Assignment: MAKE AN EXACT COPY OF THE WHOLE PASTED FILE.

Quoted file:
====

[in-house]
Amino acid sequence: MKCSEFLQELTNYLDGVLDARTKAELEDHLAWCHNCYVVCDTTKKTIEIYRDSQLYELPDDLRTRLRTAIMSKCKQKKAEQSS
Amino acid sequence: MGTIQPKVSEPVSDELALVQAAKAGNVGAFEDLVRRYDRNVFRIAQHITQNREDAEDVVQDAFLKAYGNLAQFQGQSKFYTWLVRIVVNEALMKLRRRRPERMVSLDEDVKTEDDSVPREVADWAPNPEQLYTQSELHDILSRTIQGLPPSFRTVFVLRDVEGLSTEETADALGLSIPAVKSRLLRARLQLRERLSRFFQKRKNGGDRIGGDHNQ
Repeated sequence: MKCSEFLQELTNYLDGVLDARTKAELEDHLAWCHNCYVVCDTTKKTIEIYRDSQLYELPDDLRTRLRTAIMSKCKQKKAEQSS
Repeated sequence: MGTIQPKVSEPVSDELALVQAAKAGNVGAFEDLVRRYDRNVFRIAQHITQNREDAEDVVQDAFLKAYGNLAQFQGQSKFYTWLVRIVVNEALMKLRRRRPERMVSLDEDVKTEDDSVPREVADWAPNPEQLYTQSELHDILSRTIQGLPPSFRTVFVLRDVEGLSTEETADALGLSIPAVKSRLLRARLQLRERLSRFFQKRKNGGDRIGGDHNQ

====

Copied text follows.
[in-house]
Amino acid sequence: MKCSEFLQELTNYLDGVLDARTKAELEDHLAWCHNCYVVCDTTKKTIEIYRDSQLYELPDDLRTRLRTAIMSKCKQKKAEQSS
Amino acid sequence: MGTIQPKVSEPVSDELALVQAAKAGNVGAFEDLVRRYDRNVFRIAQHITQNREDAEDVVQDAFLKAYGNLAQFQGQSKFYTWLVRIVVNEALMKLRRRRPERMVSLDEDVKTEDDSVPREVADWAPNPEQLYTQSELHDILSRTIQGLPPSFRTVFVLRDVEGLSTEETADALGLSIPAVKSRLLRARLQLRERLSRFFQKRKNGGDRIGGDHNQ
Repeated sequence: MKCSEFLQELTNYLDGVLDARTKAELEDHLAWCHNCYVVCDTTKKTIEIYRDSQLYELPDDLRTRLRTAIMSKCKQKKAEQSS
Repeated sequence: MGTIQPKVSEPVSDELALVQAAKAGNVGAFEDLVRRYDRNVFRIAQHITQNREDAEDVVQDAFLKAYGNLAQFQGQSKFYTWLVRIVVNEALMKLRRRRPERMVSLDEDVKTEDDSVPREVADWAPNPEQLYTQSELHDILSRTIQGLPPSFRTVFVLRDVEGLSTEETADALGLSIPAVKSRLLRARLQLRERLSRFFQKRKNGGDRIGGDHNQ